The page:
Merriam-Webster defines arson as the willful or malicious burning of property, especially when it is done with criminal or fraudulent intent. Anybody who is accused of an arson offense in Texas will want to seek the help of a Denton arson defense attorney.
People can have a wide variety of possible motives for causing a fire on another party’s property, with revenge and insurance fraud being two of the most common. The intent is often important to many arson charges, although a prosecutor could be able to argue that an alleged offender simply acted recklessly.
Arson Defense Lawyer in Denton, Frisco, Lewisville, Flower Mound, TX
If you were arrested for arson? You need an experienced criminal defense attorney to help achieve the best possible outcome for your case. Our firm will aggressively review your case and begin outlining all of your legal options. Contact the Law Offices of Richard C. McConathy today at (940) 222-8004 for a consultation about your alleged offense in Denton, Frisco, Lewisville, Flower Mound, and surrounding areas of Denton County, Texas.
Arson Charges in Texas
Under Texas Penal Code § 28.02(a), a person commits an arson offense when they start a fire, regardless of whether a fire continues after ignition or cause an explosion with the intent to destroy or damage any kind of vegetation, fence, or structure on open-space land, or any building, habitation, or vehicle either:
- knowing that the fire is within the limits of an incorporated city or town
- knowing that the victim is insured against damage or destruction
- knowing that the victim is subject to a mortgage or other security interest
- knowing that the property is located on property belonging to another
- knowing that the victim has located within it property belonging to another
- when the alleged offender is reckless about whether a burning or explosion will endanger the life of some person or the safety of the property of another
Texas Penal Code § 28.02(a-1) states that an alleged offender commits an arson offense when they recklessly start a fire or cause an explosion while manufacturing or attempting to manufacture a controlled substance, and a fire or explosion damages any building, habitation, or vehicle. Under Texas Penal Code § 28.02(a-2), an alleged offender commits an arson offense if they intentionally start a fire or cause an explosion and, in so doing:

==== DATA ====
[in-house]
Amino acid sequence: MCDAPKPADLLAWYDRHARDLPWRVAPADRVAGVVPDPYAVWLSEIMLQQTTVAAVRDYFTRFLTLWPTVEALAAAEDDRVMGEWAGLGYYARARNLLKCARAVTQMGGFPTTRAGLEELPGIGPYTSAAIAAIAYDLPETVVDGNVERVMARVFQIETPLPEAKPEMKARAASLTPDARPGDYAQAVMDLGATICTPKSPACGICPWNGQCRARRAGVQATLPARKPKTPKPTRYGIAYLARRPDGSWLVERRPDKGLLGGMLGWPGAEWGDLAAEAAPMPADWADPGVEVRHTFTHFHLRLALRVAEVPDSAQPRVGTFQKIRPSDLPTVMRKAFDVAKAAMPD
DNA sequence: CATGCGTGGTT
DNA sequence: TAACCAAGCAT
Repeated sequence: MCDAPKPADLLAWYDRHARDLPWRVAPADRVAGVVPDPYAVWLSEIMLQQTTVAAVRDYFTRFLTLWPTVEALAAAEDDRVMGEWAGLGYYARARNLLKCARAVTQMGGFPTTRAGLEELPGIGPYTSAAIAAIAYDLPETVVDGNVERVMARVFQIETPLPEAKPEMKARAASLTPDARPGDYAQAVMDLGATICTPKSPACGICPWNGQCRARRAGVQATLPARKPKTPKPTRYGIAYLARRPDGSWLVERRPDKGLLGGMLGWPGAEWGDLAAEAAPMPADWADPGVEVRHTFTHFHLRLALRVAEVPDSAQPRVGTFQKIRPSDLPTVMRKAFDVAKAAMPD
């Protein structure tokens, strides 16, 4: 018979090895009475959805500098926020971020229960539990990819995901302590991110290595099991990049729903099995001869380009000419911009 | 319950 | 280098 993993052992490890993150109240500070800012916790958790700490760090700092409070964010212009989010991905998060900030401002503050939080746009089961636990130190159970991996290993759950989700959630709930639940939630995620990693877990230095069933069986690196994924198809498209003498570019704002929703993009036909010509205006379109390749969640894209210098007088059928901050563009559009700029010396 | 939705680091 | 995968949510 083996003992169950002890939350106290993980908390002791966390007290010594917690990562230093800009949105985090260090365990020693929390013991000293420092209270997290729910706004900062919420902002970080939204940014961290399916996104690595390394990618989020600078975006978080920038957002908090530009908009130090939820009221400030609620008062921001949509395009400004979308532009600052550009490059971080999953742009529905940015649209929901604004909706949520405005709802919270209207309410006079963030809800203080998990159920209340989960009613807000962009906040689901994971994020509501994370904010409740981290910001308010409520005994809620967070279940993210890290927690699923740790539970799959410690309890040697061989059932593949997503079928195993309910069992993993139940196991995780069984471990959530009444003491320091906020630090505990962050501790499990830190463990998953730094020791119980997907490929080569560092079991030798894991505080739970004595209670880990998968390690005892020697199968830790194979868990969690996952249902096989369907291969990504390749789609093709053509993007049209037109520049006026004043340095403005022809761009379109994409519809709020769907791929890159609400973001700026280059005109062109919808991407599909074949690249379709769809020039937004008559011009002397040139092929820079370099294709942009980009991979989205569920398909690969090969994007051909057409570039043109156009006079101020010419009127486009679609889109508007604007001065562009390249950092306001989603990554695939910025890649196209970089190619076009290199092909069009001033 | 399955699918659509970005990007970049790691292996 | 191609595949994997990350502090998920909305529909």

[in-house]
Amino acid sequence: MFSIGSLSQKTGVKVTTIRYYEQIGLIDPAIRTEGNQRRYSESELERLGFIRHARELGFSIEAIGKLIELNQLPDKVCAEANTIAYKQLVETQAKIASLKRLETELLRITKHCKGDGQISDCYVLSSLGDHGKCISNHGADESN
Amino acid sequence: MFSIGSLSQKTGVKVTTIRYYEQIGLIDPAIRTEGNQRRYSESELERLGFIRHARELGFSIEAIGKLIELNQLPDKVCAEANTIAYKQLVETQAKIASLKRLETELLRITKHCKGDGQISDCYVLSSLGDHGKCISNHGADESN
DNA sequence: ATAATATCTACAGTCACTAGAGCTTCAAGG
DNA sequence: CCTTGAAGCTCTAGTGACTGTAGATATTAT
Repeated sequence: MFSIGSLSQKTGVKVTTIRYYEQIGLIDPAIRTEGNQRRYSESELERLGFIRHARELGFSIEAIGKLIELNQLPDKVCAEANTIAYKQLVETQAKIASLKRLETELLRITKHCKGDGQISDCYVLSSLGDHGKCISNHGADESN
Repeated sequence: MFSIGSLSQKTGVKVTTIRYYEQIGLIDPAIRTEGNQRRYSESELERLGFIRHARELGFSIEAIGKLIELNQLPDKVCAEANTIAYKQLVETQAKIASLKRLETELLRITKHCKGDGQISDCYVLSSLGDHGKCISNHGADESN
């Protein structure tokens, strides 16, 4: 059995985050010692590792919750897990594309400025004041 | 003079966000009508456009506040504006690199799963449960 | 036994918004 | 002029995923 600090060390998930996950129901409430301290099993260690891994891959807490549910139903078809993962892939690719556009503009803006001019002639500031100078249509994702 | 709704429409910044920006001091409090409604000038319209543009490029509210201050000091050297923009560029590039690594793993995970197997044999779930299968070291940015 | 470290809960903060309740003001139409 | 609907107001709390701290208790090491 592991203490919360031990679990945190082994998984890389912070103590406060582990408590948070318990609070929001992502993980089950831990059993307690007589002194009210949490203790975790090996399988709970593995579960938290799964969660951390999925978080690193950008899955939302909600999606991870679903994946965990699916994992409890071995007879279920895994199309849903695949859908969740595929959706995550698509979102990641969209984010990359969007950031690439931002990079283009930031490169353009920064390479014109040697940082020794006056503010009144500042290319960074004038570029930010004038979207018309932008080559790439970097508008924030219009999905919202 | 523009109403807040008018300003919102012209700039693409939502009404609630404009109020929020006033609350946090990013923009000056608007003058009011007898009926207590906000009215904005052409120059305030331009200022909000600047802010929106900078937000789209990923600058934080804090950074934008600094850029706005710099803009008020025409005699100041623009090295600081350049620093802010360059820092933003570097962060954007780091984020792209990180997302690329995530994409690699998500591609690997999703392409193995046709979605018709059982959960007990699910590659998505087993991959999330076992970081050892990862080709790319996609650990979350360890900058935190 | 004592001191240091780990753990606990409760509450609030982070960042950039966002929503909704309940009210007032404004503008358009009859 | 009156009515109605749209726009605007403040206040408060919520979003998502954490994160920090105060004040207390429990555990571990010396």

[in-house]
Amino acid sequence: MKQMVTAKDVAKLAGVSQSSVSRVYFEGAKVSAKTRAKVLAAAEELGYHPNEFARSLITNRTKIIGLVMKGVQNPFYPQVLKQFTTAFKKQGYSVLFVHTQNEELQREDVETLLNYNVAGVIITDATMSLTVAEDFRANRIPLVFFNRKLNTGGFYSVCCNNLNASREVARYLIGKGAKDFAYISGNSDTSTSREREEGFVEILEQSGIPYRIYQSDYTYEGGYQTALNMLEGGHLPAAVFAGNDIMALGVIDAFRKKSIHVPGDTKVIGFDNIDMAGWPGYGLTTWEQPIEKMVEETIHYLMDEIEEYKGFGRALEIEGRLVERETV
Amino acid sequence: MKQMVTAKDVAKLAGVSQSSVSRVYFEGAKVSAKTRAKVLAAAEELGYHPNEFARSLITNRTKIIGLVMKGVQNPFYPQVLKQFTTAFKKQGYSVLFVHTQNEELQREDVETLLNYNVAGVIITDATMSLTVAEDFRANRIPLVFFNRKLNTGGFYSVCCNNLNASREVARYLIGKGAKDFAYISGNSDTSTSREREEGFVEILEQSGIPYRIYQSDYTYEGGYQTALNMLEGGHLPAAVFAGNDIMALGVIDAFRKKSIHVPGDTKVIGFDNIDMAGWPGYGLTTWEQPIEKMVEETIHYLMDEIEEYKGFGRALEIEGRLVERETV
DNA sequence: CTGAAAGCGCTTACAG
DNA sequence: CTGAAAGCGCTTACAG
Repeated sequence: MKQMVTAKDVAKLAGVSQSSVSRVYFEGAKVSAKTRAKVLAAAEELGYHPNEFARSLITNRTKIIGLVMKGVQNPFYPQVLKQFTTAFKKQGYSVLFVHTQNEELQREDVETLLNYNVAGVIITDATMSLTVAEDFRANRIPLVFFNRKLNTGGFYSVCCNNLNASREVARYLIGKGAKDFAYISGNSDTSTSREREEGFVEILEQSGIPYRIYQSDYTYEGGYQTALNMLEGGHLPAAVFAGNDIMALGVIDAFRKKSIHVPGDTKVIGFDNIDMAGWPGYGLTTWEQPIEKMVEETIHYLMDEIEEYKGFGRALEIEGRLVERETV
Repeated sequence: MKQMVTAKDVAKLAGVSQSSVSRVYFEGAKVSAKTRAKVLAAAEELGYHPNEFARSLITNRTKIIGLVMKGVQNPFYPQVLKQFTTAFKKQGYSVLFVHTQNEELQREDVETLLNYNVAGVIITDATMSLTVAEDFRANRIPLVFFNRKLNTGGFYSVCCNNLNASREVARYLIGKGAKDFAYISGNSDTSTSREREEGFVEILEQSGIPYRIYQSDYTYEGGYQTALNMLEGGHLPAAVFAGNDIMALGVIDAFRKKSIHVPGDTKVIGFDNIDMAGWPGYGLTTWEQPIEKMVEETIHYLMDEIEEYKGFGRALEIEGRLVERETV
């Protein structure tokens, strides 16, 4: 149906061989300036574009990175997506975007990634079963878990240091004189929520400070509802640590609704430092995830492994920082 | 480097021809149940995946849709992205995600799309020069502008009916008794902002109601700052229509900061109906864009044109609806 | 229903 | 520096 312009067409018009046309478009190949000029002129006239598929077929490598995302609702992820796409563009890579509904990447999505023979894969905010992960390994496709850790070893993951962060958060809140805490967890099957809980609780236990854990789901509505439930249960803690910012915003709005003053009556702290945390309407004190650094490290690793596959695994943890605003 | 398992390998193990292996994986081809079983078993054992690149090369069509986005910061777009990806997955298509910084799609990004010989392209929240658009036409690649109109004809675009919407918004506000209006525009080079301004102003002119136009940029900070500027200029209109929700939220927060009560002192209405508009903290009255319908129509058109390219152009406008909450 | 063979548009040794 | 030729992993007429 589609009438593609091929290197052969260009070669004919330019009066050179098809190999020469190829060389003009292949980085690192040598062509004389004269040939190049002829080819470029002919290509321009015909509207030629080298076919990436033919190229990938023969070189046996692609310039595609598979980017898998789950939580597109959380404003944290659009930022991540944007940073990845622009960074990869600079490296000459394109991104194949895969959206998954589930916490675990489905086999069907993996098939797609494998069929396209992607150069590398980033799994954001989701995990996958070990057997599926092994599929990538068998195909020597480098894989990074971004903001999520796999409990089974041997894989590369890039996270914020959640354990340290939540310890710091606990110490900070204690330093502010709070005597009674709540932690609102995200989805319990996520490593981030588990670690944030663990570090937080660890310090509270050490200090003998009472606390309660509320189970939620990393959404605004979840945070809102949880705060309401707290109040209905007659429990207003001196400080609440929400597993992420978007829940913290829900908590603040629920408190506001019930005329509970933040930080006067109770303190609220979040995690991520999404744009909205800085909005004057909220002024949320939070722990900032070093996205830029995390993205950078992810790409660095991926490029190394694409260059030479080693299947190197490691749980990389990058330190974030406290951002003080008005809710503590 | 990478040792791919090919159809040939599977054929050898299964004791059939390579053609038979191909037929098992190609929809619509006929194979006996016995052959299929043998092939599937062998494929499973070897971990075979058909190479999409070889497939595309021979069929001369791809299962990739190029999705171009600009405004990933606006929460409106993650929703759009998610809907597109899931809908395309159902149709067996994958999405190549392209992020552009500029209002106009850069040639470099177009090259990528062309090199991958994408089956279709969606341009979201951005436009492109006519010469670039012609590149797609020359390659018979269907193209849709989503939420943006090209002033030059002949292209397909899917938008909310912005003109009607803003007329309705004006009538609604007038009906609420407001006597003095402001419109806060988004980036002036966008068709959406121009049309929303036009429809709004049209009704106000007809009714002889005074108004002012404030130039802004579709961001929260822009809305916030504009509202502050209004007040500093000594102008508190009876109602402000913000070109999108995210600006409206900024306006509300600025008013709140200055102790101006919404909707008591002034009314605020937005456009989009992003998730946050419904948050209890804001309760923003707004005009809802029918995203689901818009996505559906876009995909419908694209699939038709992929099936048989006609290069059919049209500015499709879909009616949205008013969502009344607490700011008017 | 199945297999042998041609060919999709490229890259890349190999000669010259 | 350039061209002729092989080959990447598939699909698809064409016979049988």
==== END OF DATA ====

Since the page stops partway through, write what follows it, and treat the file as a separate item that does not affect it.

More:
- recklessly damage or destroy a building belonging to another; or
- recklessly cause another person to suffer bodily injury or death.
It is an exception to Texas Penal Code § 28.02(a)(1) that a fire or explosion was a part of the controlled burning of open-space land. Another defense under Texas Penal Code § 28.02(a)(2)(A) is that prior to starting the fire or causing an explosion, an alleged offender obtained a permit or some other written authorization granted in accordance with a city ordinance, if any, regulating fires and explosions.
A violation of Texas Penal Code § 28.02(a) is a second-degree felony, except that the offense is a first-degree felony if bodily injury or death is suffered by any person by reason of the commission of an arson offense, or the property intended to be damaged or destroyed was a habitation or a place of assembly or worship.
Offenses under Texas Penal Code § 28.02(a-1) are state jail felony crimes, except that they become third-degree felony offenses if bodily injury or death is suffered by any person because of the commission of the arson offense. A violation of Texas Penal Code § 28.02(a-2) is a state jail felony.
Denton County Arson Penalties
Arson crimes are felony offenses, so penalties for convictions can be more severe. The possible consequences of this kind of property crime conviction may include:
- State Jail Felony — Up to two years in state jail and/or fine of up to $10,000
- Third-Degree Felony — Up to 10 years in prison and/or fine of up to $10,000
- Second-Degree Felony — Up to 20 years in prison and/or fine of up to $10,000
- First-Degree Felony — Up to 99 years or life in prison and/or fine of up to $10,000
Other Criminal Charges Relating to Arson in Texas
People could face several other criminal charges in addition to underlying arson crimes. For example, Texas Penal Code § 28.04 relates to reckless damage or destruction.
Commission of a reckless damage or destruction offense involves, without the effective consent of the property owner, an alleged offender recklessly damaging or destroying the property of a property owner. This crime is a Class C misdemeanor punishable by a fine of up to $500.
Texas Penal Code § 28.03 is the state law relating to criminal mischief. An alleged offender commits a criminal mischief offense if, without the effective consent of the property owner, they intentionally or knowingly damage or destroy the tangible property of an owner, intentionally or knowingly tamper with the tangible property of the owner and cause pecuniary loss or substantial inconvenience to the property owner or a third person, or intentionally or knowingly make markings, including inscriptions, slogans, drawings, or paintings, on the tangible property of the property owner.